Daily patterns to a healthy, happy life

How to Stop the Spread of COVID-19

How to Stop the Spread of COVID-19

We can all do our part to stop the spread of COVID-19. The United Nations recently released a list of simple personal hygiene and social distancing measures that we can all practice everyday. Check out the list below and please pass this along – we are part of the collective to stop COVID-19.

How to Stop the Spread of COVID-19

How to Practice Proper Hand Washing

  • Wash your hands frequently. Regularly and thoroughly clean your hands properly with soap and water or an alcohol-based hand rub.  
  • Why? Washing your hands with soap and water or using alcohol-based hand rub kills viruses that may be on your hands.

How to Hand Wash

1. Wet hands with water.

2. Apply enough soap to cover all hand surfaces.

3. Rub hands palm to palm.

4. Right palm over left hand, interlaced fingers. And vice versa.

5. Palm to palm, fingers interlaced.

6. Back of fingers to opposing palms, fingers interlocked.

7. Rotational rubbing of right and left thumbs.

8. Rotational rubbing with clasped fingers, in palm.

9. Rinse hands with water.

10. Dry thoroughly with a towel.  Minimum 20 seconds. 

Avoid Face Touching 

  • Avoid touching eyes, nose and mouth.
  • Why? Hands touch many surfaces and can pick up viruses. Once contaminated, hands can transfer the virus to your eyes, nose or mouth. From there, the virus can enter your body and can make you sick.

Respiratory Hygiene

  • Make sure you, and the people around you, follow good respiratory hygiene. 
  • Why? Droplets from your cough or sneeze spread the virus. By following good respiratory hygiene you protect the people around you from viruses such as cold, flu and COVID-19.
  • How? This means covering your mouth and nose with your bent elbow or tissue when you cough or sneeze. Then dispose of the used tissue immediately.

When to Stay at Home 

Stay home if you feel unwell. If you have a fever, cough and difficulty breathing, seek medical attention and call in advance. Follow the directions of your local health authority.

Why? National and local authorities will have the most up to date information on the situation in your area. Calling in advance will allow your health care provider to quickly direct you to the right health facility. This will also protect you and help prevent spread of viruses and other infections.

WHO Myth-busters

There is a lot of false information around. These are the facts.

🔢 People of all ages CAN be infected by the coronavirus. Older people, and people with pre-existing medical conditions (such as asthma, diabetes, heart disease) appear to be more vulnerable to becoming severely ill with the virus.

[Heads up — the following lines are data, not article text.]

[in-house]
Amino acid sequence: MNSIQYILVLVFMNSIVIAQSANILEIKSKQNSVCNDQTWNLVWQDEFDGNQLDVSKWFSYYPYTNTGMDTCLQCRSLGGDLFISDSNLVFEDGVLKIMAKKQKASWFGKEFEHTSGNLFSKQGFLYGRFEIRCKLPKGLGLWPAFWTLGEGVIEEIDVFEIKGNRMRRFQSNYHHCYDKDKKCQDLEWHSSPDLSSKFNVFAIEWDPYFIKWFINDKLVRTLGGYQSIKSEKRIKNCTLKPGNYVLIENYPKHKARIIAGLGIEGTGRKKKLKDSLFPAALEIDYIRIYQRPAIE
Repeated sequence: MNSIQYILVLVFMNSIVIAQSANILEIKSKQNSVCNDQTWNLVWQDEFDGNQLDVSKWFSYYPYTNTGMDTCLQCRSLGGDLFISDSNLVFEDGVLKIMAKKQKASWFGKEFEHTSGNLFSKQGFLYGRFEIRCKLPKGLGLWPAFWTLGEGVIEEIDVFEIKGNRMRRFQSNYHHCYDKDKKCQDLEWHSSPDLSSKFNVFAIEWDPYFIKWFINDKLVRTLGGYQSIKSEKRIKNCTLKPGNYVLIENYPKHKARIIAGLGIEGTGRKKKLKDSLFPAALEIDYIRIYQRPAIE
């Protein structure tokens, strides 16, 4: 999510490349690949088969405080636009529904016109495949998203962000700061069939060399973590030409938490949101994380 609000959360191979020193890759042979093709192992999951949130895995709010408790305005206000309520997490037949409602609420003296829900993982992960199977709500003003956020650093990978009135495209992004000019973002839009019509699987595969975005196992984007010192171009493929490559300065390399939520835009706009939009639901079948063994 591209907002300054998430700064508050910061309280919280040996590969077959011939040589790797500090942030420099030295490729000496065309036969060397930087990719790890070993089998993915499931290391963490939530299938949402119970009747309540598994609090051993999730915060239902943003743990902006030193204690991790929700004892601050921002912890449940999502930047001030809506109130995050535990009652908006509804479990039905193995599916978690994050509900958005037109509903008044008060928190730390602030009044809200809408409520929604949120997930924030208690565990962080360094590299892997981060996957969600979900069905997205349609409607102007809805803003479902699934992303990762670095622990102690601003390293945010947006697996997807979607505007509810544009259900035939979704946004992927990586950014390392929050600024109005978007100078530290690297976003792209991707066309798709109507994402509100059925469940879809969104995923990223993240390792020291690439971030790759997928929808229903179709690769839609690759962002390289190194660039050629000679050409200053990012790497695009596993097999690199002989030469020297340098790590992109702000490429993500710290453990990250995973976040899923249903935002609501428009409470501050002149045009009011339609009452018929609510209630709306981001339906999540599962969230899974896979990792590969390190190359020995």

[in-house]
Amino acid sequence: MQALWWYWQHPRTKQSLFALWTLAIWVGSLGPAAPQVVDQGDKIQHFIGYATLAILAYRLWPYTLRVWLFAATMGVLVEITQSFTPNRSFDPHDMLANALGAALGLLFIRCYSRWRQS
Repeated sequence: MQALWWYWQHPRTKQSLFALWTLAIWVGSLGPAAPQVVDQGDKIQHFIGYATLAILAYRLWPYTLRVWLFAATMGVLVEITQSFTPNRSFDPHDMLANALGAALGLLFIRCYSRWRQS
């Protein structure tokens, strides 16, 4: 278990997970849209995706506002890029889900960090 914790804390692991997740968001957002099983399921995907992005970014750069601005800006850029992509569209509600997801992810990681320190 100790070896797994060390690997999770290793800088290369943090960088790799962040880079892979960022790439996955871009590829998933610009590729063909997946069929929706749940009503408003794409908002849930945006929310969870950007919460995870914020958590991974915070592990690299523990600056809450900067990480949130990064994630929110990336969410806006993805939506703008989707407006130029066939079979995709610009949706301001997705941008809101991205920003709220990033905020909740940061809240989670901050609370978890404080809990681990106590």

❄ Cold weather and snow CANNOT kill the coronavirus.

☀ The coronavirus CAN be transmitted in areas with hot and humid climates

🦟 The coronavirus CANNOT be transmitted through mosquito bites.

🐶 There is NO evidence that companion animals/pets such as dogs or cats can transmit the coronavirus.

🛀 Taking a hot bath DOES NOT prevent the coronavirus

💨 Hand dryers are NOT effective in killing the coronavirus

🟣 Ultraviolet light SHOULD NOT be used for sterilization and can cause skin irritation

🌡 Thermal scanners CAN detect if people have a fever but CANNOT detect whether or not someone has the coronavirus

💦 Spraying alcohol or chlorine all over your body WILL NOT kill viruses that have already entered your body

💉 Vaccines against pneumonia, such as pneumococcal vaccine and Haemophilus influenzae type b (Hib) vaccine, DO NOT provide protection against the coronavirus.

👃 There is NO evidence that regularly rinsing the nose with saline has protected people from infection with the coronavirus. 

🧄 Garlic is healthy but there is NO evidence from the current outbreak that eating garlic has protected people from the coronavirus.

💊 Antibiotics DO NOT work against viruses, antibiotics only work against bacteria.

🧪 To date, there is NO specific medicine recommended to prevent or treat the coronavirus.

 

Check the facts on the WHO website: https://www.who.int/emergencies/diseases/novel-coronavirus-2019/advice-for-public/myth-busters



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